F1 Winter Break
Video: Stewart, Hill, Brundle and Watson salute the F1 mechanics
Video: Stewart, Hill, Brundle and Watson salute the F1 mechanics
Posted By: James Allen  |  29 Oct 2010   |  12:26 pm GMT  |  28 comments

On Wednesday this week the Grand Prix Mechanics Trust held a reunion at the Williams F1 team conference centre, attended by close to 200 current and former mechanics. Also there to pay tribute to the unsung heroes of the pit lane were former drivers Sir Jackie Stewart, Damon Hill, Martin Brundle and John Watson. Many ex F1 drivers have donated to the Trust, along with most of the big names at the top of the sport.

The Trust was founded by Sir Jackie Stewart in 1987 to campaign for higher safety standards in the pitlane and to provide security and advice to mechanics suffering from injury or hardship. It manages a fund of over £1 million, raised from donations from leading figures in the sport as well as auctions of team memorabilia.

For over 20 years the Trust, of which I am a Trustee, has helped a wide range of mechanics and is actively engaged in advising and helping current and past mechanics. There are now a growing number of former F1 mechanics, who have reached retirement without a company pension, health insurance or similar. Often it is after they have left the security of their F1 team that in times of hardship, they or their families need help and assistance.

“In many ways the mechanics are the core and foundation of motorsport, ” said Brundle. “They create and maintain the cars we so love to watch and drive. It’s always a pleasure to meet old friends at the Grand Prix Mechanics Trust reunion and to share their laughter and stories.”

Sir Jackie Stewart added, “It’s very rewarding that so many past drivers and motor racing personnel, as well as companies, have seen fit to support this very worthy cause. As a driver, my life was in the hands of these mechanics and I have the absolute admiration for the work that they have carried out both in the past and that the present army of Grand Prix Mechanics are doing today.”

Also paying tribute to the mechanics were Sir Frank Williams and Patrick Head, who hosted the Reunion event this year. Patrick is also a very active Trustee.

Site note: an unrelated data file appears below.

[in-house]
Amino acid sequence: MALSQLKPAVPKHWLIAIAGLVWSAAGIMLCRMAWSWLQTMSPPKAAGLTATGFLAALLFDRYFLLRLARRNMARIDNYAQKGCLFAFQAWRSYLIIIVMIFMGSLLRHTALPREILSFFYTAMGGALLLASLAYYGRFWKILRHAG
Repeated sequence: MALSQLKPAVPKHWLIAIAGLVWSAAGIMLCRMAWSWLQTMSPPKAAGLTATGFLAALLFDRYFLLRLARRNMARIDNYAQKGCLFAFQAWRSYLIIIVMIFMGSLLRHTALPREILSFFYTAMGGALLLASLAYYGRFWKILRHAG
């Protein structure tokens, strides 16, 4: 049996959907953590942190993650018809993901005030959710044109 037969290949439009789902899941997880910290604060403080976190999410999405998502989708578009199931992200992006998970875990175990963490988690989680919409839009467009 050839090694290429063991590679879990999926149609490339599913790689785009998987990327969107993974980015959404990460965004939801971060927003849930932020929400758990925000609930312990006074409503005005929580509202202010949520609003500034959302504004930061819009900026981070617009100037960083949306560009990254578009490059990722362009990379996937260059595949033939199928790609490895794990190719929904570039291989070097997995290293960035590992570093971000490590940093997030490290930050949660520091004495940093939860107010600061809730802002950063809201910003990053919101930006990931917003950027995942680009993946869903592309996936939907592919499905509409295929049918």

Every year each team, via FOTA, gives the Trust signed memorabilia to auction for fundraising for this worthy cause. JA on F1 will shortly be hosting an online auction in partnership with Grand Prix Legends, with a signed set of the fans’ favourite Kamui Kobayashi’s overalls the first item to be sold. All money received from the auction will go to the GP Mechanics Trust. Keep an eye out on JA on F1 for the chance to bid. Meanwhile, if you wish to donate to the Trust go to donation.htm

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The HULK is the man!If Williams drop him they really are finished!Ferrari should sack Massa and get him!


Further cements my opinion that Sir Jackie is our greatest F1 champion, for what he achieved both in and out of the car.


His contribution to f1 has been brilliant. Particularly around safety. I recalled seeing something on him recently (I think it was a jim Clark doc) when he was saying at one point he was racing, you had a two in three chance of not surviving a full f1 career. It makes me thankful we’ve passed that era (and even more appreciative of some of the great talents that drove I’m that era).

Seeing some of the footage at the nurburgring where they are cresting hills with all 4 wheels off the ground. Just unbelievable.


Excellent coverage of a very worthwhile event. Looking forward to bidding on kamui’s overalls.

James, on an unconnected note, Frank was very glowing about hulkenburg in an interview this week, saying he hoped he would be there next year.

Although he was glowing also about rubens he didn’t say that he would be there. Hulkenburg and Maldonado next year at Williams then….


Mmmm…it’s a very difficult situation, no doubt. Rubens has driven as well as at any time in his career, but Hulkenberg has improved in the right ways second half of the season. I’ve been quite impressed with him since July. He is a proper racing driver.


Its a real shame as I think Rubens has done a good job….but…..